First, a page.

MARTHA'S VINEYARD, Mass. (PRWEB) May 15, 2018
Walking up the path to 108 William Street is nothing less than breathtaking. The majestic waterview property provides a look back in history to the time Captain Benjamin Cromwell built this house in 1873. He built it as an emblem of his success as captain for The New Bedford, Martha’s Vineyard and Nantucket Steamboat Company’s steam powered sidewheelers, Eagle’s Wing and Monahansett. This commanding period home with perfectly proportioned cross gable and cupola was impeccably renovated and in move-in condition.
The Captain Benjamin Cromwell House was a departure from previous architectural styles and and a sign of the towns new life as a summer resort. Its difference is not only one of building style but also in the kind of nautical activity which paid for it. Captain Cromwell was not a whaling Captain or a maritime Master but a Skipper of the boat line connecting the Island to the world. He is reported to have carried 1500 passengers on the side-wheeler Eagle’s Wing to a prayer meeting in the “Oak Grove” on a single Sunday. As part of the effort to attract tourists to the Island’s natural beauty, a contest was held to find a name befitting a luxury tourist destination, and in 1871 the name of the town was changed to Vineyard Haven from the “salty and undignified” Holmes Hole.
Around 1830, the William Street Development was created as an oasis just outside of town. From 1830 to 1870 much of the construction in town was in the Greek Revival style emblematic of the successful men of the sea who could afford to build fine housing suited to their stature. The creation of William Street continued that tradition. The tall captain’s houses, built in stately Greek Revival fashion, seem to rest quietly in the leafy shade of the street. In the span of those 40 years over fifty houses were built on this hill, almost doubling the size of the older community along Main Street and the harbor shore below. One of five churches built in the area is now the town hall on Spring Street.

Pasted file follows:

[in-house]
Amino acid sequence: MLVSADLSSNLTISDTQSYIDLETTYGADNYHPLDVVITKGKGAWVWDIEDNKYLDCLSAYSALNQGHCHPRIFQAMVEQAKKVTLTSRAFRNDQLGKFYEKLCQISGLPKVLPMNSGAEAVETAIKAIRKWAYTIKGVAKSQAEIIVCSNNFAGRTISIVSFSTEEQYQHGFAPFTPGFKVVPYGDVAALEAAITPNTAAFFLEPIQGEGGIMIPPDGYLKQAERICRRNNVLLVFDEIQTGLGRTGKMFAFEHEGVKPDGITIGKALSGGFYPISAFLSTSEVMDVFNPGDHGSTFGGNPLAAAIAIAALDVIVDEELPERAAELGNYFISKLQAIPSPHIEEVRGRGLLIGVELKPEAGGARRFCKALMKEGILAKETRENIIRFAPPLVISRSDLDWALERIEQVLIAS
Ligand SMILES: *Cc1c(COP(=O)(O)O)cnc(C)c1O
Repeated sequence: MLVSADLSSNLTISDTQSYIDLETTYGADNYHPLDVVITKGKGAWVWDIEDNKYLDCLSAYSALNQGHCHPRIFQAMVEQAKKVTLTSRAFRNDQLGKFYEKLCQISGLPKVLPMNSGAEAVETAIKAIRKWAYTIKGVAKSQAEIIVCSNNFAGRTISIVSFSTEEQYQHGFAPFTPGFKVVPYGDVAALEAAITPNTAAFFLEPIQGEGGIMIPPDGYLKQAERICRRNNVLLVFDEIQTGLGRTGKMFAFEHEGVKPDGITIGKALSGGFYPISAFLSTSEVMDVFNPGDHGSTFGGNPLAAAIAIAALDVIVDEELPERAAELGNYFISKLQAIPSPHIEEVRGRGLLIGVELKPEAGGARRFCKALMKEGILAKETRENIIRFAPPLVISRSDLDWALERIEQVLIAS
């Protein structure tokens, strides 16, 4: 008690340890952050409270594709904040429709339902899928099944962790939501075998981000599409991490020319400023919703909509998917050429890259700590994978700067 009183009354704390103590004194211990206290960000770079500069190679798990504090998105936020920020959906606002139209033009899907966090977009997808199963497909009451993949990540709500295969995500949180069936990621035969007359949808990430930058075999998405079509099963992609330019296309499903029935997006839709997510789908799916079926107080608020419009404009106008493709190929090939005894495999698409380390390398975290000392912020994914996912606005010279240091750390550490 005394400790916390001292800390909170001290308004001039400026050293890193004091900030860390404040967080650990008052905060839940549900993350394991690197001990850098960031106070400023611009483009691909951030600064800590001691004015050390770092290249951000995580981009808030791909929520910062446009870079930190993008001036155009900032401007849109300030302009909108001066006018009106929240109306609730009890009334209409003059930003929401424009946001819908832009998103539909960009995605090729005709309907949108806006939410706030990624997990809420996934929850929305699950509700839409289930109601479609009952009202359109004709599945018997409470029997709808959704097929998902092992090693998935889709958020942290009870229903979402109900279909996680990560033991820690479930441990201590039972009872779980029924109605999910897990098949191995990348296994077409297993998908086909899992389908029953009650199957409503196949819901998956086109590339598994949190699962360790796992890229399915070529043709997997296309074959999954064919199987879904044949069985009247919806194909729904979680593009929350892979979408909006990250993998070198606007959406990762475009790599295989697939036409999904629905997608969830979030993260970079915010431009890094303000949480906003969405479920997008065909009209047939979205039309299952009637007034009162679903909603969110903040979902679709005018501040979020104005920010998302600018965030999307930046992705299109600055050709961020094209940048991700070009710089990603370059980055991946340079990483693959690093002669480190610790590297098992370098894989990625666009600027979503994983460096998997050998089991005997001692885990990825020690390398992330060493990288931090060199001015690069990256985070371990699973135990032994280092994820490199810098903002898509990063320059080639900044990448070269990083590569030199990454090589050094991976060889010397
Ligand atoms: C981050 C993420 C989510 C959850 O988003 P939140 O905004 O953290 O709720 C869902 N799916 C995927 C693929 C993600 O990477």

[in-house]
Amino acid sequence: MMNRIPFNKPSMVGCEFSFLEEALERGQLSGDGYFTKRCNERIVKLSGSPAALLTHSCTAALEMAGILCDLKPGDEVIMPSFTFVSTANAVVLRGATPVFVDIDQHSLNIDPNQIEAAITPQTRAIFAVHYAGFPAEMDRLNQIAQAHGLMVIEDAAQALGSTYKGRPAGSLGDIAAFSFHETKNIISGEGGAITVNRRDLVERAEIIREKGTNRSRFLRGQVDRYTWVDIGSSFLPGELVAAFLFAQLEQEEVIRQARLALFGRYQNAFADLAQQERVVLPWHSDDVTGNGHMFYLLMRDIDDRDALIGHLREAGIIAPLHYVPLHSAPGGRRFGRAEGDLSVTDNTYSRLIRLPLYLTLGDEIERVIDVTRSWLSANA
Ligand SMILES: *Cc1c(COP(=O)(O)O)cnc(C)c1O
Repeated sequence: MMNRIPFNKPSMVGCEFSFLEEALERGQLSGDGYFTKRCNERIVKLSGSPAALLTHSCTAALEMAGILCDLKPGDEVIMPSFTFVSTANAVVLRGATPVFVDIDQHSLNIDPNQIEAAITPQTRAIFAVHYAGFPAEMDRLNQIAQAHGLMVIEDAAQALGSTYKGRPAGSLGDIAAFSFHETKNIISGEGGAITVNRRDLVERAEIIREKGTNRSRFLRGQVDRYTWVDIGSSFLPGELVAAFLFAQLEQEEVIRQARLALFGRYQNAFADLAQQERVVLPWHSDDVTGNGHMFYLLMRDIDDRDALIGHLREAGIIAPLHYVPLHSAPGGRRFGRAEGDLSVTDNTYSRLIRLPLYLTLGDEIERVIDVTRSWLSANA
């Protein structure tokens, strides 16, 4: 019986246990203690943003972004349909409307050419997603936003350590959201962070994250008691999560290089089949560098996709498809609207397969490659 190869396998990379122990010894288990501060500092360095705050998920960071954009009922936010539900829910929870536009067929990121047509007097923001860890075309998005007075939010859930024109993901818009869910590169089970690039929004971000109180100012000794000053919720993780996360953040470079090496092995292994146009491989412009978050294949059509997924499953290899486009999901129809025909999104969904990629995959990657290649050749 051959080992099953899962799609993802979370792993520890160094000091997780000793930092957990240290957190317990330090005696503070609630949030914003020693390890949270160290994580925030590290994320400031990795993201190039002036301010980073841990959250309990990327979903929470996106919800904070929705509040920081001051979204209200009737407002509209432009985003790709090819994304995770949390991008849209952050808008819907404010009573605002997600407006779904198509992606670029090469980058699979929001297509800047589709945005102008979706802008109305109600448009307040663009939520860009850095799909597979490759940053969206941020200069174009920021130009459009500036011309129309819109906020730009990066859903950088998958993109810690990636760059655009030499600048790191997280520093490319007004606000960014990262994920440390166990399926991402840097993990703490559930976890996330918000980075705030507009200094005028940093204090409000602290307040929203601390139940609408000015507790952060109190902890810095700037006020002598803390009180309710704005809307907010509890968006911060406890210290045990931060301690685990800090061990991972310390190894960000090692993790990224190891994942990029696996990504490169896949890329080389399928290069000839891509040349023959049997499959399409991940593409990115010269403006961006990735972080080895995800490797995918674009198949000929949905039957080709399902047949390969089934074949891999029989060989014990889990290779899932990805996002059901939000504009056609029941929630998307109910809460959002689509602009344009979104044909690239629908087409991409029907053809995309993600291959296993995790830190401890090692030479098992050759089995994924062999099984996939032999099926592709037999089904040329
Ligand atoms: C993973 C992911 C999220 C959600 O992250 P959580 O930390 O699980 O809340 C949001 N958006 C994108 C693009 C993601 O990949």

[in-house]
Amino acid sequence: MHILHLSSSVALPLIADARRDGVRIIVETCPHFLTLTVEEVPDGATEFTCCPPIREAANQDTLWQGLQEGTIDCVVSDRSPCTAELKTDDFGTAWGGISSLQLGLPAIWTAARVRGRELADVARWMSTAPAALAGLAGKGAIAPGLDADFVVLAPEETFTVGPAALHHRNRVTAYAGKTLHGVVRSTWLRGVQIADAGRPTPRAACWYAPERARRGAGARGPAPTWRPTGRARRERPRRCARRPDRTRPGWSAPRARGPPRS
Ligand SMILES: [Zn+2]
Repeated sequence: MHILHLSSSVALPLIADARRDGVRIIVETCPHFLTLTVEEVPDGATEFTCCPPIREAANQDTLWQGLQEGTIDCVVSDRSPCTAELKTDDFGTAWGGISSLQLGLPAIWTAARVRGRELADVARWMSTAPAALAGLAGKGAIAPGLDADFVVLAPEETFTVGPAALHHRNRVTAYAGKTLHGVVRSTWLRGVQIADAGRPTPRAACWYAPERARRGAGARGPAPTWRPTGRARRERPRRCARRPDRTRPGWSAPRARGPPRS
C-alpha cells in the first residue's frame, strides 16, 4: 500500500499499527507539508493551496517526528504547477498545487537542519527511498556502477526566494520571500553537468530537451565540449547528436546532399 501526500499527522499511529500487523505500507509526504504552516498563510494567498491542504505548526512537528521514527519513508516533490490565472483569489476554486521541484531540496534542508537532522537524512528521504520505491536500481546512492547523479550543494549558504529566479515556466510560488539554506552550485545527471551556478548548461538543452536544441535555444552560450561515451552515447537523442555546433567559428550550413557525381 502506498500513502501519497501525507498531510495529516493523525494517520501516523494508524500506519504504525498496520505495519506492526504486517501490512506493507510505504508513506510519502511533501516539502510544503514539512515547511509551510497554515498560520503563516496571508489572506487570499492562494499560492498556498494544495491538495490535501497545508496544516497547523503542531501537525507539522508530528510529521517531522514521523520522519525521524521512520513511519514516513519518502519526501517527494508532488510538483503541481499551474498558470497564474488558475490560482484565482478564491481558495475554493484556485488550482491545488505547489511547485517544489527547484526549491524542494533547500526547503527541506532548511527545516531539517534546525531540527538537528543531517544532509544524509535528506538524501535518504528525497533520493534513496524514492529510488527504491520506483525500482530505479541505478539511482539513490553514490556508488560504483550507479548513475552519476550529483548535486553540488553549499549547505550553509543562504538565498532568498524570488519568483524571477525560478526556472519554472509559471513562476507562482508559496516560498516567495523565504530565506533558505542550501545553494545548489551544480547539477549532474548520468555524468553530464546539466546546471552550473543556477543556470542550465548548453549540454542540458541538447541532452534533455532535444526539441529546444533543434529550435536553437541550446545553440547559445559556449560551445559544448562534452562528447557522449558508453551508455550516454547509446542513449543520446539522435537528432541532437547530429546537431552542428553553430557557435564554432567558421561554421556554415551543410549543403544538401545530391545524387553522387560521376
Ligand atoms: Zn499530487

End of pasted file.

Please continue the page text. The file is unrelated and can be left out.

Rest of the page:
How fortunate we are for the decision to create the William Street Development. Much of downtown Vineyard Haven was destroyed in the fire of 1883 and William Street survived with its long stretch of homes in Greek Revival style. There are many homes in town dating back to the 1700’s but no single street in the village maintains its 19th century physical appearance and character as William Street. Cromwell’s magnificent house was not part of the William Street Development but a product of the town’s new life as a summer resort.
Of the few structures that survived the fire on Main Street, one was the Nathan Mayhew Schoolhouse built in 1827 which sits a block east of the Captain Benjamin Cromwell House on Main Street. A monument placed by the DAR in 1901 commemorates the spot with a bronze tablet on land given for the purpose by the self same Captain Benjamin Coffin Cromwell. The tablet was placed on a boulder brought from Gay Head at Mayhew’s request to honor his Native-American students.